||June 9, 2011
Price: $3.99 (eBook)
Download to your Kindle (eBook)
This graphics manual covers the principles of design. It is intended for computer savvy people who need to learn the basic concepts of graphic design quickly.
Although many books have been written about graphic design, most are intended to be read by designers in training or those already established in careers. This handbook is intended for people who encounter graphics either through their jobs or through the needs of their organizations. Such people don’t need to become experts, but they do need to understand the basics either to produce graphics themselves or to work effectively with graphic designers.
The handbook covers basic graphics concepts, identifies problems that beginners frequently encounter, and clarifies the differences between graphics file formats. It also provides guidance for budgeting graphics projects and for working with commercial printers.
Concise and reader friendly, “Graphics Essentials for Small Offices” is a priced-right title that will quickly have its readers up to speed.
It’s not uncommon for staff members in small organizations to perform many roles. A SoHo employee may, for example, answer phones, greet visitors, keep the books, and mail out correspondence. Asking such a multi-tasker to take on graphics as well does not seem unreasonable; however several factors should be taken into account: Does this person have adequate knowledge to do the job properly? If not, how much time will it take for this person to acquire the knowledge? How much time will it take away from performing other duties? Will operational inefficiency result when time is taken away from mission critical activities?
The book that didn't come in the box
What could you possibly learn in a 94 page book? Not much if it's your typical, rambling eBook. But it's not. It's a straight-forward, no-nonsense, nuts and bolts guide. How could it be? Good question. For starters, vocabulary. High end and low end graphics programs have one thing in common: gobbledegook. No printed manual, an unhelpful help menu, incomprehensible menu choices in arcane jargon. How do I know if I want RGB or CYMK? Fixed or variable width fonts? Spot or bleed color? Vector or raster images? Save as jpeg or GIF? I need someone to tell me.
Enter David Loeff. All that crazy vocabulary, he explains, isn't just the made-up tech talk of the day. He delves back into the roots of the ancient art of printing which-- who knew?-- still exists. Not only does he bring us up to speed. He also enables the little graphics guy like you or me to talk to the printer like a pro. Why do I need to? Because for big press runs, press printing is far cheaper than emptying cartridges on an inkjet. He also talks about layout so you and the printer are on the same page concerning your project.
There's also some discussion of the role of the SoHo (Small office/ Home office) graphics person and a helpful bit on planning your project. There's a very brief discussion on programs-- MS Publisher (included with some versions of Office), Serif PagePlus (low end programs) up to Quark XPress and Adobe InDesign. After reading this book I went and bought Photoshop Elements 11 (which just came out as I write this review). The paperback is very inexpensive and excellently done. The eBook includes some inside color. Both are very easy to use due to Loeff's brilliant layout: words in the glossary in the back are bolded in the text, and defined in both places. You don't need to jump to the glossary in the back (but you can) when you encounter a word or idea in the text. Graphics Essentials is an indispensable tool that both novices and seasoned pros will find lives up to its name-- essential.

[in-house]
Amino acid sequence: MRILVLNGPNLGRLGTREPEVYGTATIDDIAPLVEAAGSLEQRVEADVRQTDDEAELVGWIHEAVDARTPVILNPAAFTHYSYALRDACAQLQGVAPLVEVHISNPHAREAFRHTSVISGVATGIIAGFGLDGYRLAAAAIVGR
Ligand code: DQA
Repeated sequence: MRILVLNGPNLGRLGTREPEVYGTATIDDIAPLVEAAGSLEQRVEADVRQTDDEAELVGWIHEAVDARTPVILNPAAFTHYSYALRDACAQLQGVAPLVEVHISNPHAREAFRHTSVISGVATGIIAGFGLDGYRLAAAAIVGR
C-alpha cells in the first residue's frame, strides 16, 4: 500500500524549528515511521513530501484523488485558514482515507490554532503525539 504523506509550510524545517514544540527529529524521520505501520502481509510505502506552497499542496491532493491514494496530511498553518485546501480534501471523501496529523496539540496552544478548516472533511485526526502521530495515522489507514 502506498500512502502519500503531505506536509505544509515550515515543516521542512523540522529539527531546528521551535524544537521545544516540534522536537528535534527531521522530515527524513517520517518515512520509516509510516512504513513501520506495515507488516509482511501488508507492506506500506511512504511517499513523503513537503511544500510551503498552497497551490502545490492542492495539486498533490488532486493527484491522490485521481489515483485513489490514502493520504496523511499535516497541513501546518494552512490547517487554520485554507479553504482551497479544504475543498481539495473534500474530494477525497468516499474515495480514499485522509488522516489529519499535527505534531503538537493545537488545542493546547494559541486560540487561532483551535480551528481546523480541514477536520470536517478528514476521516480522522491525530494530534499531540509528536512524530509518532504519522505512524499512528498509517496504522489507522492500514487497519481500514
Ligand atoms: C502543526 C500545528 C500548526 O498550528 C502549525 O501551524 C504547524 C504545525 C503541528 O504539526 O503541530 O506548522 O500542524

~ Gord Wilson on Amazon
Will answer your questions before they are asked
Graphics is an essential part of any small business, but it can be very difficult and confusing. This book aims to make it a little easier.
It is tempting to designate one of your employees as the "graphics person," instead of using an outside vendor; it's cheaper, right? Can other employees pick up the slack while the person is learning PhotoShop or InDesign? Will overtime be needed to keep up with the workload? If you do use an outside printer, make sure that they are aware of your budget. It helps no one if they deliver "champagne" graphics when all you have is a "beer" budget.
Come up with some sort of corporate identity manual, which includes your logo (with possible variations) and the colors and print font to be used in your documents. It's acceptable to re-visit the manual from time to time to do any necessary revising, but few things say "unprofessional" like constantly changing fonts and colors from one document to the next. You also need to decide what sort of text alignment will be used; left aligned, or justified. Don't use right aligned text unless absolutely necessary.
When you are designing your page, resist the temptation to get "creative" and fancy. Readability is most important. Use color sparingly. Put the headline right under the picture, and above the body text. Use a serif font instead of a sans-serif font (the book explores the differences between them) for body text. A reader's eyes travel from top to bottom and left to right. Don't try to make the eyes go in some other direction. Learn how to use, or not use, white space. The book also looks at working with images, and photo editing. If you are getting, for instance, an 8-page brochure ready to be professionally printed, the book shows just what the printer has to do to make it come out the right way.
The entire graphics process can be very frustrating for any small business. This book does an excellent job at explaining what should be going on, and will answer your questions before they are asked. It is short, and is well worth the time and money.
~ Paul Lappen on Amazon
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